This new grouping of African warblers is an eclectic assemblage of birds, and not anticipated. Beresford et al. (2005) noted it was "not predicted" by traditional classifications. It is, they say, a "novel clade [that is] relatively basal within the Sylviodea, [and] sister to more than 1000 species" of Old World passerines. They did not propose a family name. Christopher Tayler tells me that Macrosphenidae Wolters 1983 is available, so that is tentatively used here. Interestingly, the genus Macrosphenus is usually considered to consist of five species, but one of them, Kretschmer's Longbill M. kretschmeri, is actually a bulbul (Alström et al. 2006). Yellow Longbill M. flavicans, however, is among the African Warblers (Beresford et al. 2005) and the genus Macrosphenus was created for it in 1859. Thus Macrosphenidae would be an appropriate name for a family, should further research confirm the distinctiveness of this group.

Half of this new group are crombecs. All crombecs are short-tailed and rather short-billed active birds of a variety of wooded habitats. A number, like Red-faced Crombec, are well adapted to dry thorn-scrub, but some might be labeled as "forest crombecs," preferring mixed-species flocks in central African lowland rainforests. The four species of longbills are mostly forest birds with longer bills and tails than crombecs, and mostly very drab in plumage. They tend to be shy but vocal.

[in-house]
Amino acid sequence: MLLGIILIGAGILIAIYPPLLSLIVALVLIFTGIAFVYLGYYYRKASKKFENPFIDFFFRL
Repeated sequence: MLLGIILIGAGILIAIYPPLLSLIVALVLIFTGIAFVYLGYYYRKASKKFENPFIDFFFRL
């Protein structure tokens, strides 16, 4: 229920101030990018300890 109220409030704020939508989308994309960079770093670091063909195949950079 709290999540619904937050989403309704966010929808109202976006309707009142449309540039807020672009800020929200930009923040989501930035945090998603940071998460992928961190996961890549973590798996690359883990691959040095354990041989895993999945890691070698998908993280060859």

The remaining four genera are a diverse bag of African endemics. The Cape Grassbird (below) is a shy songster of unique fynbos habitat around Cape Town, South Africa.

The Rockrunner (top photo) is an elusive rock specialist of arid northern Namibia than might recall a grasswren (Amytornis) of Australia. Victorin's Warbler, traditionally placed with many other species in Bradypterus, is another Cape of Good Hope vicinity endemic. It lives in pairs in thick undergrowth along gulleys and streams, and is loud and vocal, but is exceptionally difficult to see as in runs mouse-like through the thickets. The African Moustached Warbler is another shy songster, but living in east Africa where it frequents thick cover and rank herbage along streams from sea-level up to 2500m elevation. It (like Cape Grassbird) is a mimic with a loud carrying vocal repertoire.

This grouping of African warblers is so new and so unexpected that nothing has yet been published about them as a group. Time will tell whether this unique group even holds together under peer analysis. For the moment they represent an interesting set of 'African enigmas' for world birders to acknowledge.